Will Jeremy Rosado Continue on in the 'American Idol' Competition?

Will Jeremy Rosado advance to the next round of "American Idol" competition?

All day Wendy Ocasio was a nervous wreck, but who wouldn’t be in her shoes?

Her son, Jeremy, finds out tonight on national television if his dream to become this season’s American Idol advances one round closer to fruition.

“OK. Is he going home or staying?” Ocasio said in an interview March 8, hours before the 8 p.m. airing of the live results show on FOX television. “If he moves on, I’ll just move on right along with him. If he comes home, he’ll come home our American idol. Either way, it’s a great accomplishment.”

Such were the sentiments as well last night at the “American Idol” watch party at the Brandon Ale House. There, Rosado’s family and friends gathered to root on the hometown favorite.

Rosado, 19, is a student at the Brandon campus of Hillsborough Community College. He works with Linda Wallace at Bay Area Infectious Disease Associates at the corner of Lakewood and Oakfield drives, and attends church with Ramonita Calderon, at the Life Changing International Ministry on Lithia-Pinecrest Road.

Does he sing at work?

“Yes, all the time!” Wallace said. “Sometimes you have to say, ‘Jeremy, please, knock it off!”

Calderon, who flew out to Los Angeles last week with Rosado’s mom, calls herself Rosdado’s “No. 1 fan.”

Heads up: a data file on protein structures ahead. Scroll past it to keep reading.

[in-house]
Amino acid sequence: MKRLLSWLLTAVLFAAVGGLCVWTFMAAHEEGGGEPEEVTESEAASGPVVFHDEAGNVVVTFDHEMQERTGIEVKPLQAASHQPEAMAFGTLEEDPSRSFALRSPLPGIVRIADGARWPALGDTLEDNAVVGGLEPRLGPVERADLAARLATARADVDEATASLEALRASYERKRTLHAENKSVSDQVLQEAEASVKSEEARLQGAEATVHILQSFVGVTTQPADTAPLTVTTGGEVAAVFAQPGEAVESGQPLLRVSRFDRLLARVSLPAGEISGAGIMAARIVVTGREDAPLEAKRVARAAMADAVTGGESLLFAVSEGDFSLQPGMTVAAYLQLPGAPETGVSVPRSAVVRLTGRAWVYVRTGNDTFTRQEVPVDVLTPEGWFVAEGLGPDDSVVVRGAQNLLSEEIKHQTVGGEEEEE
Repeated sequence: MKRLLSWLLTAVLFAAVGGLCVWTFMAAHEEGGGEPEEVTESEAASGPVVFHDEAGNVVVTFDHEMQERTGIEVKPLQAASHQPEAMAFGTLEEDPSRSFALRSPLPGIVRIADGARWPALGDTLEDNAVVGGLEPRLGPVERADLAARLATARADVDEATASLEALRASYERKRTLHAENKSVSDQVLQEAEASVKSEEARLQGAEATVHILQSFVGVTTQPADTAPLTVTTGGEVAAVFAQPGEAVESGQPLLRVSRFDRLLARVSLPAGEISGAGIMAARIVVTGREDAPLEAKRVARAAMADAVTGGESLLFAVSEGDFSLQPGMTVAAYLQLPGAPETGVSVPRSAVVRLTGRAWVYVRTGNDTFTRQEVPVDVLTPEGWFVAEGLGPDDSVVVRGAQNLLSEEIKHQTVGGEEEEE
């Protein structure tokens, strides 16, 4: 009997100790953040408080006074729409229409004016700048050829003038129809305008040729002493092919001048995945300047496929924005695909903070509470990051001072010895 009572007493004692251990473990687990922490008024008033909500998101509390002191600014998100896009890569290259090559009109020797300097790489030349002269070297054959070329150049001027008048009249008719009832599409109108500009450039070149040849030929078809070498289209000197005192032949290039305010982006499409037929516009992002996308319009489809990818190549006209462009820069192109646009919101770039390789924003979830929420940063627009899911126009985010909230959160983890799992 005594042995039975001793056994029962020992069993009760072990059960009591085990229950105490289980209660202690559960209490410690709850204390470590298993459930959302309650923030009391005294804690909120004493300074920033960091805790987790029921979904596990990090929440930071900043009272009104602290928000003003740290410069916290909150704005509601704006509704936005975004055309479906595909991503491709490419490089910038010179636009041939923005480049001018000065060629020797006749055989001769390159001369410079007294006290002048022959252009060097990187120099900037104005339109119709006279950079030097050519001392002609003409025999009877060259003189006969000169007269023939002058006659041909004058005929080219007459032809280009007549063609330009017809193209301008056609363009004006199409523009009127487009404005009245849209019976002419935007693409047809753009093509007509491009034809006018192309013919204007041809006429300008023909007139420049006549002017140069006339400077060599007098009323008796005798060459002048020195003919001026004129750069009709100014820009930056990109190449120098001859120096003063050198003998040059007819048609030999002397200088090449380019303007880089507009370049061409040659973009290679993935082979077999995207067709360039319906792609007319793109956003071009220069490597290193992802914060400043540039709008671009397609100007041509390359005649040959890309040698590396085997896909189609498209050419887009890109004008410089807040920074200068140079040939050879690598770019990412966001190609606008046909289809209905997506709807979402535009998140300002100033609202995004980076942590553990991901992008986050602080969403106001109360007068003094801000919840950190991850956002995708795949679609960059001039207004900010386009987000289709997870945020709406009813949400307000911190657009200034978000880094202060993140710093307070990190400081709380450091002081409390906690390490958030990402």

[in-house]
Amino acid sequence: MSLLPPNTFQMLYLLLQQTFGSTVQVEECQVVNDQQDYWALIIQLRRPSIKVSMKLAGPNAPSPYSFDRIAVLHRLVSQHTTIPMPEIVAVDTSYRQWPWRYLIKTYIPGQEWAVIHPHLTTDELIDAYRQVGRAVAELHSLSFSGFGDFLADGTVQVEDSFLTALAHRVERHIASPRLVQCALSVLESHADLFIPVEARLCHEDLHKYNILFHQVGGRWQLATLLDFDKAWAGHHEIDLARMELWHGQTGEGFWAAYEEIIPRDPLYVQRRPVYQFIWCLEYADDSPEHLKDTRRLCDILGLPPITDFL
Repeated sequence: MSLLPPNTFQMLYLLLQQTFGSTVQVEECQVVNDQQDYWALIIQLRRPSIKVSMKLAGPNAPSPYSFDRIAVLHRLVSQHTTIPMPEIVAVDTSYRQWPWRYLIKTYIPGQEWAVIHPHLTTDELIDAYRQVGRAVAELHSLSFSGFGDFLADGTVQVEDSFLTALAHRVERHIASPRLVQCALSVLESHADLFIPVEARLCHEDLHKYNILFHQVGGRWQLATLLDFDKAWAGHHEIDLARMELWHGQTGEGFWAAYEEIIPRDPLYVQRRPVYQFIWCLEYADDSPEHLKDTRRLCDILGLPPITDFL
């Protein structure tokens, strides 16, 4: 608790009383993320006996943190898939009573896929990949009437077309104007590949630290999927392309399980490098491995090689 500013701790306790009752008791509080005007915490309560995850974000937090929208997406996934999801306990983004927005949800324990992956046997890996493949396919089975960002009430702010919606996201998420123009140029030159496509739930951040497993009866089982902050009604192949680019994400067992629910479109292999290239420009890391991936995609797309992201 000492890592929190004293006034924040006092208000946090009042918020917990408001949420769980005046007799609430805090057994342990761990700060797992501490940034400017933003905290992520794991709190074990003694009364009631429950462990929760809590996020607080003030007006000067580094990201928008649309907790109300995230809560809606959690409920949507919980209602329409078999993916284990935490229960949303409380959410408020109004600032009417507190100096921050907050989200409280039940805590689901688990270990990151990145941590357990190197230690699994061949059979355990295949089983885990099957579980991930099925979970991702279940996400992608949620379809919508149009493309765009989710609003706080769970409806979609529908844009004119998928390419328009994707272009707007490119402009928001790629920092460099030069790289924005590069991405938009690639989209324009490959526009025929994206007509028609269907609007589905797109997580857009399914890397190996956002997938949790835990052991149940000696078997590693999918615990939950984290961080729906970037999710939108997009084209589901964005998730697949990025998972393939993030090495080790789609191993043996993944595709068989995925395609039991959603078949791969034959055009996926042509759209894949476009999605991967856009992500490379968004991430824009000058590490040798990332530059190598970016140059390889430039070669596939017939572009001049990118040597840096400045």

“His soul, how humble he is,” she said. “I hope for him to be the next American Idol because that has been his dream.”

A 2009 graduate of Durant High School, Rosado is one of two Top 13 finalists from the Hillsborough County School District, the other being Shannon Magrane, 15, of Carrollwood, a student at the Blake High School magnet program for the performing arts.

Meredith Scribner is the lead arts teacher at Progress Village Middle Magnet School. During her 20 years with the Hillsborough County School District, she has taught music at Giunat Middle School, Baycrest and Walden Lake elementary schools and at the Willis IB magnet school and Booker T. Washington magnet school.

She also is Rosado’s voice teacher.

"He has an amazing range for a man,” Scribner said. “He can sing really high, he has a beautiful vibrato and he also has the lower range. He has a range like Whitney Houston had a range and that's really rare for a man."

Rosado’s 30-year-old brother said they used to live in a townhouse, and his bedroom was underneath the second-story bathroom, where Jeremy would sing his heart out in the shower. "He would sing and yell in the shower and I'd hear it vibrate through the floor," Jesus Rios said. "I'd run up the stairs and bang on the door and say, 'Jeremy, shut up already, I don't want to hear you sing anymore!’ "

This week, though, Rios asked his brother to sing on the phone. “Oh, now you want me to sing!” Rios recounted his brother telling him. “I said, ‘Yes, and I don’t ever want you to stop!”

Tonight, the two lowest male and female vote getters will be revealed and the judges will decide which one goes home.

Stay tuned.


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